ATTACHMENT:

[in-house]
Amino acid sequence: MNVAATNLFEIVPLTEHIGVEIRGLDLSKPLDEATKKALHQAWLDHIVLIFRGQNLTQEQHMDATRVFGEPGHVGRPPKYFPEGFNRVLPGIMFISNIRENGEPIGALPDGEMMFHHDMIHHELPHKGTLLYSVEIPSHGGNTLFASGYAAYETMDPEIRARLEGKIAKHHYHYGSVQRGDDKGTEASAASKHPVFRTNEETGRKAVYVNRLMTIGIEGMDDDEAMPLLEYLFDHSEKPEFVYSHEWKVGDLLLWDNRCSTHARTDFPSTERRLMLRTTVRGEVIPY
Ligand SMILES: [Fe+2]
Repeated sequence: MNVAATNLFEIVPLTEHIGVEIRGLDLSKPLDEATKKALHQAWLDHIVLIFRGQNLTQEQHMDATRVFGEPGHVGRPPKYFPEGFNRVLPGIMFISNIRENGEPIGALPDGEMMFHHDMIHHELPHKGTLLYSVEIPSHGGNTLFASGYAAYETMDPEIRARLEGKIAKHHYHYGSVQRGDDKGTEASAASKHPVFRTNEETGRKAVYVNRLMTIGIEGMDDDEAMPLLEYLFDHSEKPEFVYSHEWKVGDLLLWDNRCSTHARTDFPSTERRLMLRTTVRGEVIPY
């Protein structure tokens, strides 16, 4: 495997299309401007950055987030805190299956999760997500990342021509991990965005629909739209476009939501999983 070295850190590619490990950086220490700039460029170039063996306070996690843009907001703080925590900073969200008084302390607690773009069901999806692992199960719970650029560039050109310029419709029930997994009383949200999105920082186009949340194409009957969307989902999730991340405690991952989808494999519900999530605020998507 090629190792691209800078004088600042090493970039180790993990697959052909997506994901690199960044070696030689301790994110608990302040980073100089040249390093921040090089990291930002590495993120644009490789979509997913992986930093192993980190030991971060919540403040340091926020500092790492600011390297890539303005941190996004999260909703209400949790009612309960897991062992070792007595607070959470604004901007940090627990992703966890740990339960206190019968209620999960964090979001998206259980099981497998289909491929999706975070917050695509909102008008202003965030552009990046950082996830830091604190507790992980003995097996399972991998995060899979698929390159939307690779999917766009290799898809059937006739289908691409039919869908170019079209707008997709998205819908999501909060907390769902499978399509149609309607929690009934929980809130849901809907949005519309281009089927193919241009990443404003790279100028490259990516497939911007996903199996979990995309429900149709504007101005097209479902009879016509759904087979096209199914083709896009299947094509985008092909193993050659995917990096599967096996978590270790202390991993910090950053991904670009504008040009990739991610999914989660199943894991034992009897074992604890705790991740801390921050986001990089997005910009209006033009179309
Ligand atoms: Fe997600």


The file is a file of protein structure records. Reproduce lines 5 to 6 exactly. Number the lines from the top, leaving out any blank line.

């Protein structure tokens, strides 16, 4: 495997299309401007950055987030805190299956999760997500990342021509991990965005629909739209476009939501999983 070295850190590619490990950086220490700039460029170039063996306070996690843009907001703080925590900073969200008084302390607690773009069901999806692992199960719970650029560039050109310029419709029930997994009383949200999105920082186009949340194409009957969307989902999730991340405690991952989808494999519900999530605020998507 090629190792691209800078004088600042090493970039180790993990697959052909997506994901690199960044070696030689301790994110608990302040980073100089040249390093921040090089990291930002590495993120644009490789979509997913992986930093192993980190030991971060919540403040340091926020500092790492600011390297890539303005941190996004999260909703209400949790009612309960897991062992070792007595607070959470604004901007940090627990992703966890740990339960206190019968209620999960964090979001998206259980099981497998289909491929999706975070917050695509909102008008202003965030552009990046950082996830830091604190507790992980003995097996399972991998995060899979698929390159939307690779999917766009290799898809059937006739289908691409039919869908170019079209707008997709998205819908999501909060907390769902499978399509149609309607929690009934929980809130849901809907949005519309281009089927193919241009990443404003790279100028490259990516497939911007996903199996979990995309429900149709504007101005097209479902009879016509759904087979096209199914083709896009299947094509985008092909193993050659995917990096599967096996978590270790202390991993910090950053991904670009504008040009990739991610999914989660199943894991034992009897074992604890705790991740801390921050986001990089997005910009209006033009179309
Ligand atoms: Fe997600």